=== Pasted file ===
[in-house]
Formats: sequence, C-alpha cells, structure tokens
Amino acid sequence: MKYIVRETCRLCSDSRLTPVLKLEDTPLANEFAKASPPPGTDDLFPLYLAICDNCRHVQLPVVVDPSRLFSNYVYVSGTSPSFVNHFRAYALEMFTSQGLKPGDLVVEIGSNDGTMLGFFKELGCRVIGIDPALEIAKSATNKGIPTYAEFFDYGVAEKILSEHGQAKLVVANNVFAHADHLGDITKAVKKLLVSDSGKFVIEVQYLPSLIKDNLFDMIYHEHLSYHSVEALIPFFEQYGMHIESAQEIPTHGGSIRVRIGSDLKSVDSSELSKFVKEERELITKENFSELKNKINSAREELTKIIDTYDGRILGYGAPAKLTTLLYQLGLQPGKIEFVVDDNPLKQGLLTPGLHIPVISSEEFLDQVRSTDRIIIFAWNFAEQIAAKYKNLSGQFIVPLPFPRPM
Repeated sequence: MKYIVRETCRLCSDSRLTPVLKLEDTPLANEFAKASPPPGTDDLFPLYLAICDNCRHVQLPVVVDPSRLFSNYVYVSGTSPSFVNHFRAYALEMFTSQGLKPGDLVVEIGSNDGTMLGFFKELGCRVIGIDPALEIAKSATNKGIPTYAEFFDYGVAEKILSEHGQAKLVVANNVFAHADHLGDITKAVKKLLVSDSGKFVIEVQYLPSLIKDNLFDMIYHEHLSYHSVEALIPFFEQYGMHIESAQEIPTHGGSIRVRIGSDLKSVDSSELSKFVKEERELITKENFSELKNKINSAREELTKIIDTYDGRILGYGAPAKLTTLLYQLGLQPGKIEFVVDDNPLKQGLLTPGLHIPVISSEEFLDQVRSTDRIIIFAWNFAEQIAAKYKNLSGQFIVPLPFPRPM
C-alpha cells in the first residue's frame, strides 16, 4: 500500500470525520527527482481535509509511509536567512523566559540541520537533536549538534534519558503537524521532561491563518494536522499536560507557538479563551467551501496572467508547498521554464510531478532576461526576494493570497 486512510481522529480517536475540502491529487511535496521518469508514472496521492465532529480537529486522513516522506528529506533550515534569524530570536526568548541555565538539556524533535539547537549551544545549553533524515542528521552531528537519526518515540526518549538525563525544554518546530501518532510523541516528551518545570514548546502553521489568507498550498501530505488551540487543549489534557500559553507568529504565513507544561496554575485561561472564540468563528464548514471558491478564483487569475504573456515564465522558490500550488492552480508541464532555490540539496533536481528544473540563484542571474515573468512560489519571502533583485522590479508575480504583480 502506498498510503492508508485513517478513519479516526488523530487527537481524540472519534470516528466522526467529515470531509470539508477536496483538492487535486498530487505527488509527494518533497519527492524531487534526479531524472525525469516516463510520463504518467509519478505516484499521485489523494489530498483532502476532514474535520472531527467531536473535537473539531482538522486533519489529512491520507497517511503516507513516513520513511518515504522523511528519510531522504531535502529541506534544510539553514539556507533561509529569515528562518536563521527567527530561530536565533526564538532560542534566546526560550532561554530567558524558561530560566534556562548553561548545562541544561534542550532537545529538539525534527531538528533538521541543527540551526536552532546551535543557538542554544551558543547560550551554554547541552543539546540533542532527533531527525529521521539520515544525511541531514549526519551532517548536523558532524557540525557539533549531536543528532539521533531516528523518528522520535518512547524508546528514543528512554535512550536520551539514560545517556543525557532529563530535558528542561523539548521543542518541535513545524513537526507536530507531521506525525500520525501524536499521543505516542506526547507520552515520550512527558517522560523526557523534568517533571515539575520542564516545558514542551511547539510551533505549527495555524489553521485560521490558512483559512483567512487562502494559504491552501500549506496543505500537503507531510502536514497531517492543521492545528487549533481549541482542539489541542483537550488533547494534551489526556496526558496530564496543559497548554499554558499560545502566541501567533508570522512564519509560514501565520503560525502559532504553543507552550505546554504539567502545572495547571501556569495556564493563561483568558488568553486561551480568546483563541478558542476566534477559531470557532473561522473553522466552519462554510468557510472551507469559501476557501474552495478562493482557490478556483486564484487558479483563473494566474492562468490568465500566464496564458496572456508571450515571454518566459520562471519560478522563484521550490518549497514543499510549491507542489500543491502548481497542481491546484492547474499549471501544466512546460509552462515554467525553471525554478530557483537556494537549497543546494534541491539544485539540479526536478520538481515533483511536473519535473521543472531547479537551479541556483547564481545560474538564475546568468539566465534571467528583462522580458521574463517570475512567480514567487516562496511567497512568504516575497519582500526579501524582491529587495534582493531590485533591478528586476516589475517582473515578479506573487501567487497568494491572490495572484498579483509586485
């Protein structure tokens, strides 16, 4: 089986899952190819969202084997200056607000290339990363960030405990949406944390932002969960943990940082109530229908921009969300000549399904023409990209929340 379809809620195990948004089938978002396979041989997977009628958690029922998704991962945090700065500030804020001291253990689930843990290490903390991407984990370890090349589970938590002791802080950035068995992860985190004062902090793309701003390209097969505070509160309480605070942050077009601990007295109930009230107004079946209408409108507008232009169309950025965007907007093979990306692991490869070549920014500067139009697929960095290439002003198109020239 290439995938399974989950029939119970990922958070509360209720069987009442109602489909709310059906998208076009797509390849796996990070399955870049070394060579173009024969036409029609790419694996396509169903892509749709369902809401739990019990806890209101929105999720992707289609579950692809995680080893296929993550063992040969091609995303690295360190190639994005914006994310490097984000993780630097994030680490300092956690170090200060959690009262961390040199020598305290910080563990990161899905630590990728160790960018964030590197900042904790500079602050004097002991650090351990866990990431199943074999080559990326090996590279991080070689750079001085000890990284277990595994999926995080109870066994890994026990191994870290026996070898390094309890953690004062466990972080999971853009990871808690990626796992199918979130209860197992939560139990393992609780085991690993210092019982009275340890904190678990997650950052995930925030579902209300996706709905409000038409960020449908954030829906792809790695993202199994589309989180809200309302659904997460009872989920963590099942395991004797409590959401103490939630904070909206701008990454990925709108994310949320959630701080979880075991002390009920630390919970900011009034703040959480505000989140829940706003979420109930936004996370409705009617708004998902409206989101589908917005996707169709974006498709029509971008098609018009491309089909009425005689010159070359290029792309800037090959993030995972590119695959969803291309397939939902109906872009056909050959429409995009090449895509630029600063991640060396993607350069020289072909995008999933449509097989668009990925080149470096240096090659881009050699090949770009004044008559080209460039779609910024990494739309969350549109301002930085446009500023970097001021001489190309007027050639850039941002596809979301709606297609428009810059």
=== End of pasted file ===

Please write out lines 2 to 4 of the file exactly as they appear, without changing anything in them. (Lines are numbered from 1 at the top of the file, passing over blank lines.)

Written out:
Formats: sequence, C-alpha cells, structure tokens
Amino acid sequence: MKYIVRETCRLCSDSRLTPVLKLEDTPLANEFAKASPPPGTDDLFPLYLAICDNCRHVQLPVVVDPSRLFSNYVYVSGTSPSFVNHFRAYALEMFTSQGLKPGDLVVEIGSNDGTMLGFFKELGCRVIGIDPALEIAKSATNKGIPTYAEFFDYGVAEKILSEHGQAKLVVANNVFAHADHLGDITKAVKKLLVSDSGKFVIEVQYLPSLIKDNLFDMIYHEHLSYHSVEALIPFFEQYGMHIESAQEIPTHGGSIRVRIGSDLKSVDSSELSKFVKEERELITKENFSELKNKINSAREELTKIIDTYDGRILGYGAPAKLTTLLYQLGLQPGKIEFVVDDNPLKQGLLTPGLHIPVISSEEFLDQVRSTDRIIIFAWNFAEQIAAKYKNLSGQFIVPLPFPRPM
Repeated sequence: MKYIVRETCRLCSDSRLTPVLKLEDTPLANEFAKASPPPGTDDLFPLYLAICDNCRHVQLPVVVDPSRLFSNYVYVSGTSPSFVNHFRAYALEMFTSQGLKPGDLVVEIGSNDGTMLGFFKELGCRVIGIDPALEIAKSATNKGIPTYAEFFDYGVAEKILSEHGQAKLVVANNVFAHADHLGDITKAVKKLLVSDSGKFVIEVQYLPSLIKDNLFDMIYHEHLSYHSVEALIPFFEQYGMHIESAQEIPTHGGSIRVRIGSDLKSVDSSELSKFVKEERELITKENFSELKNKINSAREELTKIIDTYDGRILGYGAPAKLTTLLYQLGLQPGKIEFVVDDNPLKQGLLTPGLHIPVISSEEFLDQVRSTDRIIIFAWNFAEQIAAKYKNLSGQFIVPLPFPRPM